It poured rain while San Diego was sleeping and more are on the way

San Diego is all too familiar with atmospheric rivers.

The monsoon 12th Atmospheric River began to pour heavy rain over northern San Diego County around midnight Tuesday, and the entire county was expected to be covered by 3 or 4 a.m.

“It’s going to be a mess as we approach this morning hour,” NBC 7 meteorologist Dagmar Midcap said.

Midcap said the atmospheric river has merged with a cold Pacific northwest storm, bringing mountain snow and strong winds in addition to heavy rainfall.

The following hours and warnings were in effect as of Tuesday morning, according to the National Weather Service:

  • Flood watch: From 5 am Tuesday to Wednesday evening in coastal areas.
    • Excessive runoff can flood rivers, streams, creeks, and flood-prone areas. The NWS is predicting 0.6 inches of rain per hour in some areas.
  • Strong wind warning: From 6:00 to 22:00 Tuesday in coastal areas.
    • Wind force is expected from 25 to 35 m/s, gusts from 45 to 55 m/s.
  • Airport weather alert: 5:00 to 23:00 Tuesday at SAN
    • The NWS issues this alert when weather conditions may affect airport operations.
  • High Surf Recommendations: from 2:00 Wednesday to 21:00 Thursday on the coast
    • Waves from 4 to 8 feet, setting up to 12 feet.

Although this storm arrives on the first day of spring, it will still be a winter storm because winter rainfall will fall in the mountains by the end of it, according to NBC 7’s Chandel Menezes.

Anticipating problems at flood-prone river crossings, the City of San Diego proactively several roads closed in the Mission Valley area (the city did not say when the closure would be lifted):

  • Camino de la Reina on the Camino de la Siesta (to the west).
  • Camino de la Reina west of Avenida del Río (heading east).
  • San Diego Mission Road between Fairmount and Caminito Yucatán (eastbound and westbound).
  • Qualcomm Way and Rio San Diego Drive (southbound only).
  • Mission Center Road between Hazard Center Drive and Camino De La Reina (heading north).
  • Ward Road in Camino del Río N (heading south).
  • Camino Del Este between Station Village Drive and Camino De La Reina (northbound).
  • Camino Del Este between Station Village Drive and Camino De La Reina (southbound).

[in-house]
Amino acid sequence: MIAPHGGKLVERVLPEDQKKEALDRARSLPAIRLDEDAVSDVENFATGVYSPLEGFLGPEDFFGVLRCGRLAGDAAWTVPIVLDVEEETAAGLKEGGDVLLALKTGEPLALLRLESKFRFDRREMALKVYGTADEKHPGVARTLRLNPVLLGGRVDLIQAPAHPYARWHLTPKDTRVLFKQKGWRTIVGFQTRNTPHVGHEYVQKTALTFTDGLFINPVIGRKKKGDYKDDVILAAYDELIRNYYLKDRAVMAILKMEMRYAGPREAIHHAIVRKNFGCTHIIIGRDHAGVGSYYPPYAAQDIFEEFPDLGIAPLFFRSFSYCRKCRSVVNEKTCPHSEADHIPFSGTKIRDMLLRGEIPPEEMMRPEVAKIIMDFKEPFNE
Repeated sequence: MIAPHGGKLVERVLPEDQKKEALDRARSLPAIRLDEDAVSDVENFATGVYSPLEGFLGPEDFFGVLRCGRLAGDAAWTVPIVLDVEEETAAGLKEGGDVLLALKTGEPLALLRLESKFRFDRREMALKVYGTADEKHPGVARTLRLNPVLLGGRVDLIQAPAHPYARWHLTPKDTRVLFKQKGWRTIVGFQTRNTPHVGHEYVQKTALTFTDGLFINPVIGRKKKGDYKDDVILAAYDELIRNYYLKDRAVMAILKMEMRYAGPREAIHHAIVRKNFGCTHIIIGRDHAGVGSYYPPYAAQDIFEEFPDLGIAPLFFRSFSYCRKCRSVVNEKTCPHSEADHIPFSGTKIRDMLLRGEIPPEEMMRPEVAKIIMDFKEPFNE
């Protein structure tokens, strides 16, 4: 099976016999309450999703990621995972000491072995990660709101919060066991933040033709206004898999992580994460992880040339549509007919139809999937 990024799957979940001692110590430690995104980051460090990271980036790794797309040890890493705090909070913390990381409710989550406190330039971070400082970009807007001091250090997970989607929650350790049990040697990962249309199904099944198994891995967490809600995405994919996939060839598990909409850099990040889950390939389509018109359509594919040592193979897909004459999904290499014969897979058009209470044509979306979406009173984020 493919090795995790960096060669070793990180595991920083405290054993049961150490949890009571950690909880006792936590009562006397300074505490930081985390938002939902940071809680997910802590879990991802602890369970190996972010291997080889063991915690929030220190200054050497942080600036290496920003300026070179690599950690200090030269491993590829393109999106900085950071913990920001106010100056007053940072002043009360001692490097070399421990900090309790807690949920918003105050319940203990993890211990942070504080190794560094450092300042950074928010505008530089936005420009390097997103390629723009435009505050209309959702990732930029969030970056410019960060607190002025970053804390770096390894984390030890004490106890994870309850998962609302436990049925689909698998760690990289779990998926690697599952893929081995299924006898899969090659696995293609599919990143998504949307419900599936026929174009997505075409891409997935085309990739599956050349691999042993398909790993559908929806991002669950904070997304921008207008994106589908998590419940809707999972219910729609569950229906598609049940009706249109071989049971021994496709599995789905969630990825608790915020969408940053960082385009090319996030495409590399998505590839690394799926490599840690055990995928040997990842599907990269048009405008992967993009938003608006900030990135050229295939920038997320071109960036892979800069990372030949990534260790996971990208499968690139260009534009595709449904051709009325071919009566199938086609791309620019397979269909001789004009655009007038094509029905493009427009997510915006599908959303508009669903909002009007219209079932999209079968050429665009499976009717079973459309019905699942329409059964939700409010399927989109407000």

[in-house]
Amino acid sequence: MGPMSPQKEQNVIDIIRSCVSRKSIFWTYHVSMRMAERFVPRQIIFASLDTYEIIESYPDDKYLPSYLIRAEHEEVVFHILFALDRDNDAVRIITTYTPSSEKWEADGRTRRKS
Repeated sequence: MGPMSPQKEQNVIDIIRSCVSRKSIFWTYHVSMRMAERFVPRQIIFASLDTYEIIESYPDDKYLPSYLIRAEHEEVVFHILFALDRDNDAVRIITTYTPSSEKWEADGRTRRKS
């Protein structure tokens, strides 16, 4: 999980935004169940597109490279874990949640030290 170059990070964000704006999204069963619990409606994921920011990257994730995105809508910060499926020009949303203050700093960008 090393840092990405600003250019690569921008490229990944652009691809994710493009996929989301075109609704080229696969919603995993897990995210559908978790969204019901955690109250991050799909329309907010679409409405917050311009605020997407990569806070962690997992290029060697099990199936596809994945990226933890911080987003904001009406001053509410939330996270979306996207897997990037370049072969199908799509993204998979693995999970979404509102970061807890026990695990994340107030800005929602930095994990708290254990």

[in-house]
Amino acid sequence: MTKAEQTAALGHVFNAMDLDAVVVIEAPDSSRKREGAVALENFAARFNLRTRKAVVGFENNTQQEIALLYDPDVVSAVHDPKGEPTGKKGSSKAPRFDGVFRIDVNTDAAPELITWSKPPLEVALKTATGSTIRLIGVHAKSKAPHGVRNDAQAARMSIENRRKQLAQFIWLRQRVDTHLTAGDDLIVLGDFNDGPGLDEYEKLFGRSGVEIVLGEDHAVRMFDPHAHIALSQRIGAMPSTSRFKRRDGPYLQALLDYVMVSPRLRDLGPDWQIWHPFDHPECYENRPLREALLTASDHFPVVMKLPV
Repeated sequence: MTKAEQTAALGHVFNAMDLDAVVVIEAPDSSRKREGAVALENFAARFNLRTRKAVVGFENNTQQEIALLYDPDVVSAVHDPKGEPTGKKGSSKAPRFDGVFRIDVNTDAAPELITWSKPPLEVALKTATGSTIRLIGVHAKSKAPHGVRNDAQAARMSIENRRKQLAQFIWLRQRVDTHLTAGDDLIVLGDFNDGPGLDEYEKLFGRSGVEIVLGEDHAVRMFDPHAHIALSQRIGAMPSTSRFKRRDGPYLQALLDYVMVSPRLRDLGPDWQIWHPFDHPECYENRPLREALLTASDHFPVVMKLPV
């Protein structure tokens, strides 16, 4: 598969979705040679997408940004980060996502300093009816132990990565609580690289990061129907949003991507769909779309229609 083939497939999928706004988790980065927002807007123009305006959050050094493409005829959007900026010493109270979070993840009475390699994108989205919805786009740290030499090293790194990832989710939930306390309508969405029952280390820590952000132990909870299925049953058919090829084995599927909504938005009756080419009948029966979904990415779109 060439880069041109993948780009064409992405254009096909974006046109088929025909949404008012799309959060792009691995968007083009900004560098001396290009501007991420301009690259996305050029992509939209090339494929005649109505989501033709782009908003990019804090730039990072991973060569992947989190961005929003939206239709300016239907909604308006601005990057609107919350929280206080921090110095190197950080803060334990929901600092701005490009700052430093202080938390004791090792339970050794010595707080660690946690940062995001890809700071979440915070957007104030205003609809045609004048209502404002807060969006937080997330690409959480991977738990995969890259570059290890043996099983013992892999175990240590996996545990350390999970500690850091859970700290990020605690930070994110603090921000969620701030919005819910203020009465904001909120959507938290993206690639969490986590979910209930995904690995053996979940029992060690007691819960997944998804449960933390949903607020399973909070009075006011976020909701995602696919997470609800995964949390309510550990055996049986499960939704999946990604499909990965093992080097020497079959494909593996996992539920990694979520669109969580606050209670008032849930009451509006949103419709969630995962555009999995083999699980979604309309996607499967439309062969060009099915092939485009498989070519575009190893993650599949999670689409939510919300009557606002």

Atmospheric rivers are long, powerful sections of the atmosphere that carry a lot of water from tropical regions near the earth’s equator to the poles. The first raindrops produced by the system fell on Sunday night. By 4:45 p.m. Monday, the NWS measured the following 24-hour precipitation totals:

  • San Diego County coast
    • Encinitas: 0.36 inches
    • Ocean side: 0.34 inch
    • El Camino del Norte: 0.26 inches
    • San Onofre: 0.19″
  • valleys
    • Fallbrook: 0.35″
    • Rainbow: 0.34 inch
    • Lake Miramar: 0.34 inches
    • Skyline Ranch: 0.28″
  • Mountains
    • Palomar: 1.15 inches
    • Birch Hill: 0.92 inches
    • Mesa Grande: 0.66 inches
    • Descanso: 0.55″

By Tuesday evening, residents at 4,000 to 5,000 feet could see 3 to 10 inches of snow.

San Diego Gas & Electric said it is increasing the number of crews that can deal with any power outages that occur during a hurricane. The agency encourages clients to have a plan in case of business interruptions. They also warn residents to stay away from any power lines that are down and report them by calling 911 or SDG&E at (800) 411-7343.

Cal Fire’s Swift Water Rescue teams are also on standby to respond to San Diegan residents stranded in the flood zone.

Dave Summers of NBC 7 spoke with the Cal Fire captain about water rescue teams preparing for the next storm in San Diego.

Weeks of downpours that made sunny San Diego look more like Seattle have left the ground saturated, meaning new rain won’t be absorbed.

“…most of it will be thrown into our low-lying areas,” said California Fire Department Captain Michael Cornett.

Flooded waterways are full of debris and dangerous to anyone caught in the stream.

“We don’t know what’s going downstream — if there’s more water, if it’s a flash flood situation, we don’t know if there’s a big log or a tree branch,” Cornett explained.

Cornette wants drivers to remember that it only takes 6 inches of water to move a car, and if you find yourself in a current strong enough to move your car, it will likely sweep you away if you get out of the car.

Cal Fire will have two rescue teams on standby until the threat abates.

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